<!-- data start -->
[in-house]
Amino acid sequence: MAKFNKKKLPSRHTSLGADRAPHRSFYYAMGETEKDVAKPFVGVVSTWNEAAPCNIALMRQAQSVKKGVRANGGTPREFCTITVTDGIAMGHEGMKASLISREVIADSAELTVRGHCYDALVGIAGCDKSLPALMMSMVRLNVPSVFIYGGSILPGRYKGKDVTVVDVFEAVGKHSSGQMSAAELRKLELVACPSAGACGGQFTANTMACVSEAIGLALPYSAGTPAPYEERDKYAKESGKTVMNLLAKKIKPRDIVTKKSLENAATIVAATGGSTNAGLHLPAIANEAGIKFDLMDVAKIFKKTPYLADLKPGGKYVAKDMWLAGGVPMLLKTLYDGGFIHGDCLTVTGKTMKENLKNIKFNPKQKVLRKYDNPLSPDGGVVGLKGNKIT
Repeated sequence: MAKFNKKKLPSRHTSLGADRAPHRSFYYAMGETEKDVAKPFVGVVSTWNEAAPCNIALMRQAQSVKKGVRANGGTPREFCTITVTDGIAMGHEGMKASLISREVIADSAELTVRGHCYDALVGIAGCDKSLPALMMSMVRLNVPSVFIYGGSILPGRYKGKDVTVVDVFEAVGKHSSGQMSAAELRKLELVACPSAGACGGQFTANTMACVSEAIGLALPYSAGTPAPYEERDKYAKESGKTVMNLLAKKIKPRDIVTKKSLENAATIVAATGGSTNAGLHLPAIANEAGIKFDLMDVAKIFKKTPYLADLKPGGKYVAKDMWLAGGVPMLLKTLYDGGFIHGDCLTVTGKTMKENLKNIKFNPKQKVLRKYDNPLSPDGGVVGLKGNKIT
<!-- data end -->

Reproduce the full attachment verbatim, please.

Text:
[in-house]
Amino acid sequence: MAKFNKKKLPSRHTSLGADRAPHRSFYYAMGETEKDVAKPFVGVVSTWNEAAPCNIALMRQAQSVKKGVRANGGTPREFCTITVTDGIAMGHEGMKASLISREVIADSAELTVRGHCYDALVGIAGCDKSLPALMMSMVRLNVPSVFIYGGSILPGRYKGKDVTVVDVFEAVGKHSSGQMSAAELRKLELVACPSAGACGGQFTANTMACVSEAIGLALPYSAGTPAPYEERDKYAKESGKTVMNLLAKKIKPRDIVTKKSLENAATIVAATGGSTNAGLHLPAIANEAGIKFDLMDVAKIFKKTPYLADLKPGGKYVAKDMWLAGGVPMLLKTLYDGGFIHGDCLTVTGKTMKENLKNIKFNPKQKVLRKYDNPLSPDGGVVGLKGNKIT
Repeated sequence: MAKFNKKKLPSRHTSLGADRAPHRSFYYAMGETEKDVAKPFVGVVSTWNEAAPCNIALMRQAQSVKKGVRANGGTPREFCTITVTDGIAMGHEGMKASLISREVIADSAELTVRGHCYDALVGIAGCDKSLPALMMSMVRLNVPSVFIYGGSILPGRYKGKDVTVVDVFEAVGKHSSGQMSAAELRKLELVACPSAGACGGQFTANTMACVSEAIGLALPYSAGTPAPYEERDKYAKESGKTVMNLLAKKIKPRDIVTKKSLENAATIVAATGGSTNAGLHLPAIANEAGIKFDLMDVAKIFKKTPYLADLKPGGKYVAKDMWLAGGVPMLLKTLYDGGFIHGDCLTVTGKTMKENLKNIKFNPKQKVLRKYDNPLSPDGGVVGLKGNKIT